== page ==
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inner workings of an disassembler


snoopy

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Hey guys,I am thinking about writing a disassembler to play more with assembly.
What I was wondering with IDA for example:.text:00CD28B0 55                                                           push    ebp
.text:00CD28B1 8B EC                                                      mov     ebp, espIf I use CreateFileMapping to map a file into memory. Is it possible to find a reference to the function start?.The above portion is called from:
.text:0062CA6B E8 40 5E 6A 00                                               call    sub_CD28B0But what if I only have the function start, how would I go on on finding the caller, without breakpointing the code offcourse.
It's something that has me busy for a while now and I am wondering how it works.
 

 

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There's no perfect way to get a list of all locations, you'll have to work with heuristics to get good results. Writing good disassemblers and distinguishing code/data is a science in itself.


 


Generally, you would use the information you have on the file (sections, ep, relocation info, imagebase, ...) and disassemble the whole file, while checking for destination-links to your function (or building a table with all that right away).


 


 


That's alot of work, this is what you could do for quick results:


 


1) find which section the EP is in and assume it to be the code section


2) disassemble the entire code section assuming it is located at the default-imagebase from the header


3) check the disassembly for links to your function.


 


 


Additionally, if your file was linked with relocation information, you might want to check that, too (though you should have covered most with the disasm).


 


 


Remember that the file can always employ obfuscation/runtime calculations to hide those links and that you might get wrong or incomplete data due to embedded data bytes, and whatnot.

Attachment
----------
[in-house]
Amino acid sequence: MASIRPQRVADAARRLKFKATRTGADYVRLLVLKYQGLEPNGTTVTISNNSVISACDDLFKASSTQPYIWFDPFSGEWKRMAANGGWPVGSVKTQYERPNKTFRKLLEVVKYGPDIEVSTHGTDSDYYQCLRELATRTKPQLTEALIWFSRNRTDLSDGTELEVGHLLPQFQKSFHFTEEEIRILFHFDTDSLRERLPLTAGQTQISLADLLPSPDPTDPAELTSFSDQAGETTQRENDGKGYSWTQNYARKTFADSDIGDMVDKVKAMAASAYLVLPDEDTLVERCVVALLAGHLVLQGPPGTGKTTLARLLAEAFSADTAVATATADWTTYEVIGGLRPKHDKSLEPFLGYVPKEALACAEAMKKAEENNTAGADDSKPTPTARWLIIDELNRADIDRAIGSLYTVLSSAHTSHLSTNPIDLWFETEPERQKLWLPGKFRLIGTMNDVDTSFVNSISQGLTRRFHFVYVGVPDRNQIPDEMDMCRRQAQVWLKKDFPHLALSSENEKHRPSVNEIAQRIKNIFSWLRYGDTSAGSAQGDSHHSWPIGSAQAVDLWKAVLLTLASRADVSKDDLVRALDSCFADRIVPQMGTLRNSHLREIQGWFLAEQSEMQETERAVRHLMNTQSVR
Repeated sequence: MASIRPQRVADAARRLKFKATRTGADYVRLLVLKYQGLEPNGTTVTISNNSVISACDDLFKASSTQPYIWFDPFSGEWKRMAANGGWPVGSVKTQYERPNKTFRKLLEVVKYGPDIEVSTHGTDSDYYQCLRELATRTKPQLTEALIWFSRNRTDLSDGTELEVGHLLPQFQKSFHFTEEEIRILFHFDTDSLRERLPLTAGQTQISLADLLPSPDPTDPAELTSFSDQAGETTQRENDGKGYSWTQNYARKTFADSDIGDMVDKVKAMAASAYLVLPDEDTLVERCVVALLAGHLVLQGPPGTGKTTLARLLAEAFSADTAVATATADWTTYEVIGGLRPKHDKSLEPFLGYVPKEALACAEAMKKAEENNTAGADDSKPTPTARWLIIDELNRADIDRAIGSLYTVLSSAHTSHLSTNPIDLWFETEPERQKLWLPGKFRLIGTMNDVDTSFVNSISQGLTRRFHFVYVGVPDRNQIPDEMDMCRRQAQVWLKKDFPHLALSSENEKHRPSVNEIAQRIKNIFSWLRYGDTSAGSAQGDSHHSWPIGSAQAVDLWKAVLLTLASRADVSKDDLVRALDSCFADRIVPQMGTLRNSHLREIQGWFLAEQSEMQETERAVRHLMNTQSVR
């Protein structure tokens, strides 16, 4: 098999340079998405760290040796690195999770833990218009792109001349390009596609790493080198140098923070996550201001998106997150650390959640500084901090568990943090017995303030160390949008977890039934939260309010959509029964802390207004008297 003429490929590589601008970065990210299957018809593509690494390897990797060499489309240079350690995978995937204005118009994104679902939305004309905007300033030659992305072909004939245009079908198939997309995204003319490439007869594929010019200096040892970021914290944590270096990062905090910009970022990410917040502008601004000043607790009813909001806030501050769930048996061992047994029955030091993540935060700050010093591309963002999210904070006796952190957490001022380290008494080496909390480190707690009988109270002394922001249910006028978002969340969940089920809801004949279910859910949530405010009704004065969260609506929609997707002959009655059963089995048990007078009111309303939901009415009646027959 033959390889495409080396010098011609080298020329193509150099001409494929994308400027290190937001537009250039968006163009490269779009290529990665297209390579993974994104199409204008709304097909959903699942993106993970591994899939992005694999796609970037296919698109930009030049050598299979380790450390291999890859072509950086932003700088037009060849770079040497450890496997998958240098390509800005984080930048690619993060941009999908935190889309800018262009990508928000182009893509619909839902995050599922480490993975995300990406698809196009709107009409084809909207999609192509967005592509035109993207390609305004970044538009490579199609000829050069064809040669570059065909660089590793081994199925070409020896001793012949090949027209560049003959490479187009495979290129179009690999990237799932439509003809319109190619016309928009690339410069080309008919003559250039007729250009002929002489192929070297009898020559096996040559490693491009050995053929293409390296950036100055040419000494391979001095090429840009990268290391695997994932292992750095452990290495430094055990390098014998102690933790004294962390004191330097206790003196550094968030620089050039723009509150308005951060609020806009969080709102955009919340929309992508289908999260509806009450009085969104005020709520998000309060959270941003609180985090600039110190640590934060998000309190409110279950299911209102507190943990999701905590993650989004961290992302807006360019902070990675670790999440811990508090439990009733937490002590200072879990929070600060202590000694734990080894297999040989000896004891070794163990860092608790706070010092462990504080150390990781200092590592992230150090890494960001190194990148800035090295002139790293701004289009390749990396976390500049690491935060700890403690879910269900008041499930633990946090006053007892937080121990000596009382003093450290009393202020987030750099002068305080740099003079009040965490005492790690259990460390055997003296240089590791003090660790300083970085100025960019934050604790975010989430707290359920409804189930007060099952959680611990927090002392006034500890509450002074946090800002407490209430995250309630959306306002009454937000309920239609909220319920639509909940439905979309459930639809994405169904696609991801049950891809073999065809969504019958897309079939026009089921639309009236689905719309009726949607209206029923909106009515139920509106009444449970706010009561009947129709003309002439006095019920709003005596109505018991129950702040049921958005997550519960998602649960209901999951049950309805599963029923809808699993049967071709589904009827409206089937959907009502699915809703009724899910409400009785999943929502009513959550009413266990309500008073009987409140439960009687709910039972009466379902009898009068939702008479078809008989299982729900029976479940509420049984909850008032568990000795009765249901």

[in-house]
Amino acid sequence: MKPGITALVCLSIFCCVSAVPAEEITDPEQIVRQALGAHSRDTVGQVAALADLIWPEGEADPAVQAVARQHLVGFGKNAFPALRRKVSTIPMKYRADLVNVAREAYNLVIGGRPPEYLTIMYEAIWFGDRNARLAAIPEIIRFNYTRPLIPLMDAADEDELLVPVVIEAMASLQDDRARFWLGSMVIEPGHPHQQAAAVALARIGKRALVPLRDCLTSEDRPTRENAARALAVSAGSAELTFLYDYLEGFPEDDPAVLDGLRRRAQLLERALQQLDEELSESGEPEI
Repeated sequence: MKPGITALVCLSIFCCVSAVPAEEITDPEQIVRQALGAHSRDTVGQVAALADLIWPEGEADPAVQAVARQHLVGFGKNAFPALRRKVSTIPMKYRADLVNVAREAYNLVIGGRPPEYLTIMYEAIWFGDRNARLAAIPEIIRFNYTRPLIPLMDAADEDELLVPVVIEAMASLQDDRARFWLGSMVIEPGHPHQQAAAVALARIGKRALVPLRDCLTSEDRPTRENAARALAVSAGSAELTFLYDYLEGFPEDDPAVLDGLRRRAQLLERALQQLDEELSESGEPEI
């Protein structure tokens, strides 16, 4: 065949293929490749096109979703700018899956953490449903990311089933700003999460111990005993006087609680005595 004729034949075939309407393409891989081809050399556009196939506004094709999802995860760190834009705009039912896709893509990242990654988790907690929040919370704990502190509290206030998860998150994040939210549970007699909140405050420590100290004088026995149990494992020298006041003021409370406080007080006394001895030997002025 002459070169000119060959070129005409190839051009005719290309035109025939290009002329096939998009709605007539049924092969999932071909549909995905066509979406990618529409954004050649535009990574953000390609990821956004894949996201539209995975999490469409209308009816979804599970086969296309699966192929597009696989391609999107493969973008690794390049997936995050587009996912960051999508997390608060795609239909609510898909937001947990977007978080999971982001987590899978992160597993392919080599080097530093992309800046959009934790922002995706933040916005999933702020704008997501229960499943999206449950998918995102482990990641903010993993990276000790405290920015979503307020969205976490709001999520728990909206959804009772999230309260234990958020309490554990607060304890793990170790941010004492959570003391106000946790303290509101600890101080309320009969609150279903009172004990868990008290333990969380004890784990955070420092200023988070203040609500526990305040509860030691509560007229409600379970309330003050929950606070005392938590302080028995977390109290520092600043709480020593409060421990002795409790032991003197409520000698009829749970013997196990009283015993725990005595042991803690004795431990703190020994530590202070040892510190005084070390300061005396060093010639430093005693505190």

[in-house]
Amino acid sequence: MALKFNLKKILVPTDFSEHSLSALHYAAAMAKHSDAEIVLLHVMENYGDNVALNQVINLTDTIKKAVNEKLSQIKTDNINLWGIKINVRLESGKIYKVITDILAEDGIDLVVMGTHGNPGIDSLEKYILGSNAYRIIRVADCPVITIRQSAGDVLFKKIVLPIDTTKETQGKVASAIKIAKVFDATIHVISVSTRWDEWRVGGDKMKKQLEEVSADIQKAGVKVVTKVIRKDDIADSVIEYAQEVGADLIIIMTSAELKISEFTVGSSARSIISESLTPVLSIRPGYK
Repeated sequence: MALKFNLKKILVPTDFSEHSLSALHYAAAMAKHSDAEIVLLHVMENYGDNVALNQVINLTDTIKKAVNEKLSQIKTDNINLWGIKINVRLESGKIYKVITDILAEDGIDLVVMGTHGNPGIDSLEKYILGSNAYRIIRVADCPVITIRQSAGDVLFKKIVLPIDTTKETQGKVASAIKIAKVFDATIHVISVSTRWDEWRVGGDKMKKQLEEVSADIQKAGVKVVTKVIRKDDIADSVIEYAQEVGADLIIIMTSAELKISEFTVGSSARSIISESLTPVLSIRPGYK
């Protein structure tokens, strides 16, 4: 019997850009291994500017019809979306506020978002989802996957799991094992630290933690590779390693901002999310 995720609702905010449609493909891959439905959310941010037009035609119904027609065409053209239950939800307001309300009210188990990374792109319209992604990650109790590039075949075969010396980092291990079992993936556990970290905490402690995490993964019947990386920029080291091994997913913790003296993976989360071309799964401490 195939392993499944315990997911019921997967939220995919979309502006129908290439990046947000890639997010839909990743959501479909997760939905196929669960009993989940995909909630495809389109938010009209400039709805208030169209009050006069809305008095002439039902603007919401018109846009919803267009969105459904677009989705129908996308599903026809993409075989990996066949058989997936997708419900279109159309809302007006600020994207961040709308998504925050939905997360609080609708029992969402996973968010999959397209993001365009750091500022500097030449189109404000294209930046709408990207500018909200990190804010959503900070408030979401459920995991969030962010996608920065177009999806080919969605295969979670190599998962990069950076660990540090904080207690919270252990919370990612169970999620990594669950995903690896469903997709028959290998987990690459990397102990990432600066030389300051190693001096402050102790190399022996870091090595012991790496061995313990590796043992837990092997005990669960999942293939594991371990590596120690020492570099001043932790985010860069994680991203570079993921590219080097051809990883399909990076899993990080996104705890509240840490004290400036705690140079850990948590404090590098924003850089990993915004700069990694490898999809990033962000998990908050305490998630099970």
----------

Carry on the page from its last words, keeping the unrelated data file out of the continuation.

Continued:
Long story short: Use IDA or olly.


Edited by deepzero
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As an beginning you could just scan the whole file for x90 or xCC to find the fillings between a function. Additional If debug symbols are available you could scan the memory and get the FunctionNames for the offsets and put that together with your x90 and xCC search.


 


You will get a list of functions but some maybe missing or incorrect (since some instructions have xCC in it). Then you will need to collect these information with that what deepzero said. In the end its only searching in the collected data to build up what you need.


 


Thats how I do it in my debugger to get the functions and it works quite good.


with debug symbols:


04052013164206.png


without:


04052013164251.png


 


Regards,


Zer0Flag


Edited by Zer0Flag
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I found a solution for the question.

Based on the info deepzero posted I managed to get it all working.

I use BEAEngine to disassemble the entire code section:

 

StartDisassembling:
invoke Disasm, offset MyDisasm

cmp D[MyDisasm.Instruction.AddrValue], ecx
 

The solution lies in the structure definition: MyDisasm.Instruction.AddrValue 

When BEAEngine diassembles a CALL the variable is filled with the calling address to the function.

 

It seems like a good start.

This will keep me busy and get me started for now.

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